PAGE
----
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March 25, 1972 - Image 3

Resource type:
Text
Publication:
The Michigan Daily, 1972-03-25

Disclaimer: Computer generated plain text may have errors. Read more about this.

STARTS TODAY-4 DAYS ONLY!

NEWS PHONE: 764-0552
BUSINESS PHONE: 764-0554

C14 r

tri gttn

Dat'lu

page three

**

"BEST FOREIGN FILM
OF THE YEAR!"
-N.Y. NEWS

Ann Arbor, Michigan

Saturday, March 25, 1972

"One of the Fifty Greatest Films of All Time."
CROWTHERY N Timm

S , Il N. T. me
ACADEMY AWARD
1 429 ! TY1 i r* "!'1 i

s5

WINNERI!
BEST FOREIGN PICTURE!
FILMED Grand Prize Winnes
IN ITALY - Venice Film Festival
WHERE IT
HAPPENED!
IN ENGLISH !
FEDERICO FELLINI'S
STARRING TWO OF
AMERICA'S GREAT DRAMATIC ACTORS
TWO-TIME ACADEMY AWARD WINNER
ANTHONY QUINN
RICHARD BASEHARTGIULIETTA MASINA

Winner
of the
Golden
Gate
Award!

neWS briefs
by The Associated Press
TERRORISTS BLEW OUT the center span of Phnom Penh's
main bridge yesterday, killing three persons and wounding five
in the third attack on the Cambodian capital this week.
Meanwhile in Eastern Cambodia, South Vietnamese rangers and
armored vehicles began moving toward the beleaguered provincial
capital of Prey Veng, 30 miles east of Phnom Penh.
The U.S. Command also reported that American B52 bombersl
flew five missions in South Vietnam in the 24-hour period ended at!
noon yesterday.-
All of the misssions, the command said, were flown in the north-
ern profince of Thua Thien against suspected enemy base camp
areas and troop concentrations.
* * *
TWO INMATES of the Patuxent Institution in Jessup, Mary-
land, were wounded by guards yesterday, shot in what authorities
said was an escape attempt by some 14 prisoners.
Patuxent is a 482-inmate facility for "defective delinquents".
The inmates, ,'whose condition was not immediately known, were
shot when guards opened fire shortly after 11 a.m., according to state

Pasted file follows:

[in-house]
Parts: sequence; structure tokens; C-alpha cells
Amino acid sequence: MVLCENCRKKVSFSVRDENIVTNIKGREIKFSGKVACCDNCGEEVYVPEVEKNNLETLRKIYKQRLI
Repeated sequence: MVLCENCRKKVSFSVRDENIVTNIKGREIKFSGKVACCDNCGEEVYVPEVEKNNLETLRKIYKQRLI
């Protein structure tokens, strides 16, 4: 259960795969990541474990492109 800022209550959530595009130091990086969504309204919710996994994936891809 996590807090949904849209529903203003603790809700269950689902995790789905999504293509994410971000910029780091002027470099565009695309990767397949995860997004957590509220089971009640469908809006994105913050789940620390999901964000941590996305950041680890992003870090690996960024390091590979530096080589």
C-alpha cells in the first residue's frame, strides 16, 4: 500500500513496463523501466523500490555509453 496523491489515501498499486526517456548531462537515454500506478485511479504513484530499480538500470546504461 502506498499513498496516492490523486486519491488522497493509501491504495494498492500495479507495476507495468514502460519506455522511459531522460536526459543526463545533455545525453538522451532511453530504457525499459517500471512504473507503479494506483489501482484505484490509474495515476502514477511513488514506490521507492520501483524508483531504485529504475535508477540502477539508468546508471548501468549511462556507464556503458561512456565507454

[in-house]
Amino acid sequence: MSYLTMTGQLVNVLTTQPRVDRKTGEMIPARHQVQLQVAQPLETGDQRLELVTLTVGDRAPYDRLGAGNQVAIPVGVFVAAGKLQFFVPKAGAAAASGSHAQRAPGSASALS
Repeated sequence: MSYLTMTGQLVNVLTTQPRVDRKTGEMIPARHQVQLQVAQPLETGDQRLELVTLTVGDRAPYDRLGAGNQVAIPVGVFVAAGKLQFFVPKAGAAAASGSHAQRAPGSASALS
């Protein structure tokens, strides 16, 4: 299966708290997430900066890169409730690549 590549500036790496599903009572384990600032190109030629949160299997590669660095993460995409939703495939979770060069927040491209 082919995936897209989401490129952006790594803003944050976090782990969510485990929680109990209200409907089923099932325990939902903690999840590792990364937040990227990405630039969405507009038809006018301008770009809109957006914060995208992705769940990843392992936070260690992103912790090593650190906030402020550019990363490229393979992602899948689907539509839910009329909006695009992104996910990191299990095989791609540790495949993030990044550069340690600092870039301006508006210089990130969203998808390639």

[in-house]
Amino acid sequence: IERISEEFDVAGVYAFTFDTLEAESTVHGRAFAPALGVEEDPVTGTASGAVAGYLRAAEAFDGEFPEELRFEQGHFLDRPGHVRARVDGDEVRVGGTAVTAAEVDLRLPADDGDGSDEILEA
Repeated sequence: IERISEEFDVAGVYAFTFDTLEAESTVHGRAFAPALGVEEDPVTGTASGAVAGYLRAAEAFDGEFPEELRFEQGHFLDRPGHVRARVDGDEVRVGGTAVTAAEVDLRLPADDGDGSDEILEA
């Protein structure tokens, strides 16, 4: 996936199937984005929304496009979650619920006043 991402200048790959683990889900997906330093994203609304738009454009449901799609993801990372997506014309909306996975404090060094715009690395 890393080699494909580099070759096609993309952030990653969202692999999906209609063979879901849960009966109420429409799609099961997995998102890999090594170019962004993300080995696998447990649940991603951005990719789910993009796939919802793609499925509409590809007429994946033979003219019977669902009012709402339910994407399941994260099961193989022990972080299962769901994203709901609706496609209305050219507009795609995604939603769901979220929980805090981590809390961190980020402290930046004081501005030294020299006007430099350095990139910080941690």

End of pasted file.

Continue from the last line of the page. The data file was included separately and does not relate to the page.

police at Waterloo barracks. A trooper said one was shot in the leg,
the other in the back.
Four prisoners reportedly escaped while eight others who lay
down when the guards opened fire were apprehended, police say.
Patuxent was the scene of an inmate demonstration last week.
Prisoners ended a peaceful protest last Wednesday after Director
Harold Boxlow and other Patuxent officials heard a list of grievances
from the inmates.
TENTATIVE AGREEMENT was reached yesterday to end
the strike that has closed General Motors Corp.'s assembly plantj
in Lordstown, Ohio, for 21 days, the United Auto Workers an-
nounced.
GM's supply of subcompact Vegas has been shut off by the strike
of 7,800 UAW members at Lordstown.
The labor force had charged what they termed a speedup on
production lines in order to maintain production.
GM has denied any speedup and countered union charges with
allegations that there was a great deal of faulty work in the plant.
No details of the settlement were announced pending a ratifica-
tion vote Sunday in Warren, Ohio.

Berrigan
attorneys
rest ease
Defense team says
crimes committed
by FBI and govt.
HARRISBURG, Pa. (YP) - In
sharp contrast to the govern-
ment's long-drawn examination of
64 witnesses, defense attorneys in
the bomb - kidnap conspiracy
case against antiwar priest Philip
Berrigan pressed motions yester-
day for acquittal and rested with-
out a single word of testimony.
U.S. District Court Judge R.
Dixon Herman had just announc-
ed that he was reserving until
next week a decision on a defense
motion for a directed verdict of
acquittal when former Atty. Gen.
Ramsey Clark, a defense attorney,
announced "the defendants will
always seek peace, and they rest
their case."
"The government has failed to
prove that there has been any
conspiracy," said attorney Paul
O'Dwyer, a member of the six-
man defense team headed by for-
mer Atty. Gen. Ramsey Clark.
"The didn't prove there was a
plot to kidnap the President's ad-
viser, Henry Kissinger, and they
didn't prove a plan to blow up
government property."
In its acquittal motion today
the defense said, "The evidence
shows that, if any criminal acts
were committed by the defend-
ants or any of them, such activi-
ties were solicited, instigated"and
provoked by persons in the em-
ploy and under the direction of
the Federal Bureau of Investi-